The annual Stations of the Cross procession in Fremantle’s West End was back this year, after the 2020 event had to be cancelled due to COVID-19 restrictions.
The event, which is led by seminarians from the Redemptoris Mater Seminary in Morley, is a 14-step Catholic devotion that commemorates Jesus Christ’s last day on earth as a man. Across the world, Stations of the Cross processions take place on Good Friday, traditionally incorporating art or icons of some kind to depict the different Stations dispersed throughout a communal and reflective walk.
On the Fremantle Campus, the Stations of the Cross are marked with 14 bronze sculptures created by Australian contemporary artist Peter Schipperheyn and donated by the late Diane Wansbrough, a former Governor of the University.
The erection and use of the Stations was not common until just before the end of the seventeenth century, but they are now found in most churches across the world. Whilst their number varied considerably in different places, fourteen are now prescribed by authority. They are as follows:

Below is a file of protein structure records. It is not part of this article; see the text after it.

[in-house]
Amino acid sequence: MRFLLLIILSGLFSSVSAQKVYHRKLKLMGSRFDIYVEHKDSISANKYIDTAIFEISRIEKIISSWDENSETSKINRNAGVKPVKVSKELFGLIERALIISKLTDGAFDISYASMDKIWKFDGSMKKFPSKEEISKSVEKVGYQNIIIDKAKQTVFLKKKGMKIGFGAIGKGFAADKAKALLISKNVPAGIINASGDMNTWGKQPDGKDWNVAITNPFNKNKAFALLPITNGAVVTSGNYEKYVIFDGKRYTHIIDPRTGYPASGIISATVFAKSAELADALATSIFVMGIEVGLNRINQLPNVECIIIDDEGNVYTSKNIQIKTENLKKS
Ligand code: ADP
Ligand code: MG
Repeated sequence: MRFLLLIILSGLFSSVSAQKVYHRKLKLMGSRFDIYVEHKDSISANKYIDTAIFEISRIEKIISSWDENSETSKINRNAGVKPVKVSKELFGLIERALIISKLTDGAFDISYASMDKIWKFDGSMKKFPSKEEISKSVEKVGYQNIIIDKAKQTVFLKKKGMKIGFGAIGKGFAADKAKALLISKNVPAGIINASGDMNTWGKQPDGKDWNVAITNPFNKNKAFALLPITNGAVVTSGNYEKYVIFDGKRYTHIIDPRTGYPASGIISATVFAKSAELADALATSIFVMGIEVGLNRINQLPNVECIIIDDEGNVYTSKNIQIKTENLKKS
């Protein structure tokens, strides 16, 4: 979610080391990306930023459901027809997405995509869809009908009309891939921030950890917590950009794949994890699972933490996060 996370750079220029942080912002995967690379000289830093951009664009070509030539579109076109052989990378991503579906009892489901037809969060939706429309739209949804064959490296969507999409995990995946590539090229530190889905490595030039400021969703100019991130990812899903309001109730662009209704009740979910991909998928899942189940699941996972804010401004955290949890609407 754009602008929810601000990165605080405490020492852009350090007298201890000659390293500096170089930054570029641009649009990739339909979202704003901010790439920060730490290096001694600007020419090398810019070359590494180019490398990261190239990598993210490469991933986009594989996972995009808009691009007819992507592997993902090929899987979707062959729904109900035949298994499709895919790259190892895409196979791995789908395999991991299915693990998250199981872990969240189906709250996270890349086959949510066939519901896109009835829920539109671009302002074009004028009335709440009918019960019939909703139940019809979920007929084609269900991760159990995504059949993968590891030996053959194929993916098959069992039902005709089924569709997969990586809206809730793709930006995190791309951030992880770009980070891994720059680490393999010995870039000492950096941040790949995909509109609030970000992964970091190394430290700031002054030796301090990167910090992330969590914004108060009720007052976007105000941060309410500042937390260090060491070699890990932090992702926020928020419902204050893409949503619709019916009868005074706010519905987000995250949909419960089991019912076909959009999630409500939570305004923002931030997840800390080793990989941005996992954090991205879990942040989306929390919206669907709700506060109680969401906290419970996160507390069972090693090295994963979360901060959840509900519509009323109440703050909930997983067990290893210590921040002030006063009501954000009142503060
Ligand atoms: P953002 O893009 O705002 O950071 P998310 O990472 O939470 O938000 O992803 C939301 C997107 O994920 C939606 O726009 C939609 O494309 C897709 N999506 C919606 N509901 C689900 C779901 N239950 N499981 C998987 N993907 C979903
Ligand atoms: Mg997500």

The Fremantle Stations of the Cross has a long history in Fremantle as a coming together of the community during a special time of the year. In 2020, when officially cancelled due to restrictions on gatherings, many members of the community expressed their disappointment at the lack of the yearly ceremony.
This year the procession wbegan at 10am at the Holy Spirit Chapel on the Fremantle Campus in historic West End. All were welcome to come along and join the congregation to remember and reflect on Jesus’ last moments before his death on the cross and burial. See below for a selection of images taken by Roel Loopers on the day.
Media Contact: Breyon Gibbs : +61 8 9433 0569 | email@example.com